Moral Courage and Our Common Future—A Foreword to Plague of Corruption
By Robert F. Kennedy, Jr., Chairman, Children’s Health Defense
By any standard, Dr. Judy Mikovits was among the most skilled scientists of her generation. She entered professional science from the University of Virginia with a BA degree in chemistry on June 10, 1980, as a protein chemist for the National Cancer Institute (NCI) working on a life-saving project to purify interferon. The quality of her work and her reliable flashes of genius soon propelled her to the apex of the male-dominated world of scientific research. At NCI, Mikovits began what would become a twenty-year collaboration with Dr. Frank Ruscetti, a pioneer in the field of human retrovirology. While heading up the lab of Robert Gallo in 1977, Ruscetti made scientific history by co-discovering with Bernie Poiesz the first human retrovirus, HTLV-1 (human T-cell leukemia virus). A retrovirus is a “stealth virus” that, like HIV, enters the host without alerting the immune systems.
It may then lie dormant for years without causing harm. Before killing a person, a retrovirus will usually destroy their immune system. As a result, many retroviruses cause cancer. With an escalating understanding of retrovirus behavior, the Ruscetti/ Mikovits collaboration and Mikovits’s award-winning PhD thesis from George Washington University in 1991 changed the paradigm of HIV-AIDS treatment, turning the disease from a death sentence into a manageable condition.
Integrity before personal ambition
From the outset, the most daunting obstacle to Mikovits’ career advancement was her scientific integrity. She always placed it ahead of personal ambition. Judy Mikovits never meant to wade into a public health brawl. She never considered herself a renegade or revolutionary. Judy’s relatives mainly worked in government or law enforcement. They believed in the bedrock American principles of hard work, respect for authority, and, above all, telling the truth. That backdrop made it impossible for her to abandon her high natal standards of honesty and integrity even when they became a hindrance.
After leaving NIH, she worked a stint for Upjohn—leading a project to prove the safety of the company’s blockbuster Bovine Growth Hormone. When Mikovits discovered the company’s formula could cause precancerous changes in human cell cultures, she refused direct orders from her boss to hide her discoveries. Mikovits’ revelation suggested that the ubiquitous presence of the hormone in milk could lead to breast cancer in women who drank it. Her refusal to back down precipitated her departure from Upjohn and her return to NIH and graduate school. Judy’s war on BGH eventually led to Upjohn abandoning the product.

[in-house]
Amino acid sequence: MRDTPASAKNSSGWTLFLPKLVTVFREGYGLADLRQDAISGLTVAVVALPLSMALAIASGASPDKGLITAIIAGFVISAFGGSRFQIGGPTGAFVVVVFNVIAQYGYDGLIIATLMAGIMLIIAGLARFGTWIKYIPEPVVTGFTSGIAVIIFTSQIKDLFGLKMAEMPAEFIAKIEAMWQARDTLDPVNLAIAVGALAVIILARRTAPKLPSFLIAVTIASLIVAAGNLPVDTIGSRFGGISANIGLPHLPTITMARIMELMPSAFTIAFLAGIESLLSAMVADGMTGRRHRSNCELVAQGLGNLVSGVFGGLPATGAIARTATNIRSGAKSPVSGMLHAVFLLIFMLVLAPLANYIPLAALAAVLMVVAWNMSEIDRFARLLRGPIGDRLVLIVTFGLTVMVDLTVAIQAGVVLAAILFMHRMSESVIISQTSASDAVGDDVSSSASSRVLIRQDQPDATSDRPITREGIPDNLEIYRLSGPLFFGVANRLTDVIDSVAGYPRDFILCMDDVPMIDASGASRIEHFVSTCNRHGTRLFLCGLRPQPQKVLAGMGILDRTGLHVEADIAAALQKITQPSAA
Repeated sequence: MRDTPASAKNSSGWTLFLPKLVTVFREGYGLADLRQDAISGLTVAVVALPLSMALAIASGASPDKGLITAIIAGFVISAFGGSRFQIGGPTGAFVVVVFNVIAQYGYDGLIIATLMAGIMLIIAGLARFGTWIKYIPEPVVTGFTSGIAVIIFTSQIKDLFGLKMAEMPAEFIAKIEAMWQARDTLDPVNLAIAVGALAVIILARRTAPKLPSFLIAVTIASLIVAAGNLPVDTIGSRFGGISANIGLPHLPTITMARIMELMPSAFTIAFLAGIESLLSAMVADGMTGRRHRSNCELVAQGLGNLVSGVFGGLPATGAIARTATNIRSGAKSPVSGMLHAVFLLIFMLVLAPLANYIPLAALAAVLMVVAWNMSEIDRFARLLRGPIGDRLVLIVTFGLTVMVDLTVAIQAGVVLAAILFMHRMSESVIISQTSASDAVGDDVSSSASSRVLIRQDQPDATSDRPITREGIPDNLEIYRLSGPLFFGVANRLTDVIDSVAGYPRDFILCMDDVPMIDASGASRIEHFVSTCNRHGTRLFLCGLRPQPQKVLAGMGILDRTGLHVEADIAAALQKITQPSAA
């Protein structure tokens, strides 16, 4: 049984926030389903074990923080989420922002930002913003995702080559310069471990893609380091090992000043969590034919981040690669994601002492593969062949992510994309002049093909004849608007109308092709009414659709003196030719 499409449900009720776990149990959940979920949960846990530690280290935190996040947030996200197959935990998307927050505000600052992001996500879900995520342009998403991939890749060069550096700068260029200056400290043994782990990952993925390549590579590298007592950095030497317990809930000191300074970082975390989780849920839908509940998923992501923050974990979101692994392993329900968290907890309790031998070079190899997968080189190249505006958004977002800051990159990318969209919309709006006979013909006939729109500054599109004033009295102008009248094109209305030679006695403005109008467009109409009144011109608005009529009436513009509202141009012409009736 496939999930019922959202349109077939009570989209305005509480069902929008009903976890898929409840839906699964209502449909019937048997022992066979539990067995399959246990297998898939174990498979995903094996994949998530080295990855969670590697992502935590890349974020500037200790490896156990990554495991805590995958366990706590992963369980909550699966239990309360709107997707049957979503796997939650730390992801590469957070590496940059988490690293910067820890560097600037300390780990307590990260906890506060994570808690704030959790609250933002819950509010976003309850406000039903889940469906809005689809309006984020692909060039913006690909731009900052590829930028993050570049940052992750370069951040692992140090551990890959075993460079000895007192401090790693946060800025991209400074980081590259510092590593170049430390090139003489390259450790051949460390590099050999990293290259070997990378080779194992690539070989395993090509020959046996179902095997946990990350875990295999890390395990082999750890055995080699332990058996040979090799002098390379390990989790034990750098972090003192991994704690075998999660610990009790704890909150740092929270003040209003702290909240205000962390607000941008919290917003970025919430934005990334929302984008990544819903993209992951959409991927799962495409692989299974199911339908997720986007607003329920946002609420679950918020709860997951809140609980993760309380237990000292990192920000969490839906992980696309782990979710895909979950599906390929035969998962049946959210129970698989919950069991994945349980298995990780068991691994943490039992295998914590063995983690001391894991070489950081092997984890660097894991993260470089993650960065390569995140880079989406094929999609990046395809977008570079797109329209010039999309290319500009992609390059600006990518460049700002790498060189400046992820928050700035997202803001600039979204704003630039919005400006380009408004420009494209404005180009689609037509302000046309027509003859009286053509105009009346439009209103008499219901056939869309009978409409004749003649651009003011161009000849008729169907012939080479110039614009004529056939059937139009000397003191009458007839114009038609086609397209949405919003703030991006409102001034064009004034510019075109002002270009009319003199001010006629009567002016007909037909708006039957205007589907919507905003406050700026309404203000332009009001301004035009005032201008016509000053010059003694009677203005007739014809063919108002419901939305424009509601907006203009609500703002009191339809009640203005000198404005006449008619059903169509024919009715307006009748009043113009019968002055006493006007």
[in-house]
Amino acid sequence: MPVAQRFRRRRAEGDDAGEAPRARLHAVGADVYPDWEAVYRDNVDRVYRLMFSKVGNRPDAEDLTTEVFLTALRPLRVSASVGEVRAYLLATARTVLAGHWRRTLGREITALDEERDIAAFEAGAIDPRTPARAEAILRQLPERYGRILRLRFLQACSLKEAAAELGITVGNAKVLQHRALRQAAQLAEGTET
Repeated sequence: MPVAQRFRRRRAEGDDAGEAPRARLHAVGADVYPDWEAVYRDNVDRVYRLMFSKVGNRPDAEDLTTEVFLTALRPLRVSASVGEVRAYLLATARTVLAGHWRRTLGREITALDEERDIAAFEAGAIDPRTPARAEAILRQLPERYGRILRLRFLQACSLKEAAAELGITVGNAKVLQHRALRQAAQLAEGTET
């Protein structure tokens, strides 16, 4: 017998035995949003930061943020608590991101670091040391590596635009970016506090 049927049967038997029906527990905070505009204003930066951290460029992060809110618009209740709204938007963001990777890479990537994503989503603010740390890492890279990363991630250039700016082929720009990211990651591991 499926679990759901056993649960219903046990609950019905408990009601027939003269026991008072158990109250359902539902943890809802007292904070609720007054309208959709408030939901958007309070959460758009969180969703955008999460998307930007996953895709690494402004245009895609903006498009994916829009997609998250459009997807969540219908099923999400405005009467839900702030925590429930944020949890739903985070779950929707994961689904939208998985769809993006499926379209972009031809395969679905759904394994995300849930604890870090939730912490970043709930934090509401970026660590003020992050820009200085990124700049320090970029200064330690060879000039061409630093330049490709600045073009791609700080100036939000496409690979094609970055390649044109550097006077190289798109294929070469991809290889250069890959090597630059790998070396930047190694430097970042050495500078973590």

A new retrovirus—a ticking timebomb
In 2009, now in academia, Mikovits and Ruscetti, who was still at NCI, led a team that discovered a strong association between a previously unknown retrovirus and myalgic encephalomyelitis, commonly known as chronic fatigue syndrome (ME/CFS). Predictably, the retrovirus was also linked to certain blood cancers. Collaborators had named it Xenotropic Murine Leukemia Related Virus (XMRV), when they first detected in DNA sequences in prostate cancer a few years earlier.
The medical community had dealt with Chronic Fatigue Syndrome, which strikes mostly women, in bad faith since its appearance in the mid- 1980s. The medical establishment derided ME/CFS as “yuppie flu” and attributed it to the inherent psychological fragility of career women pursuing professions in high-pressure corporate ecosystems. Mikovits found evidence for the retrovirus in approximately 67 percent of women afflicted with ME/CFS, and in a little less than 4 percent of the healthy population.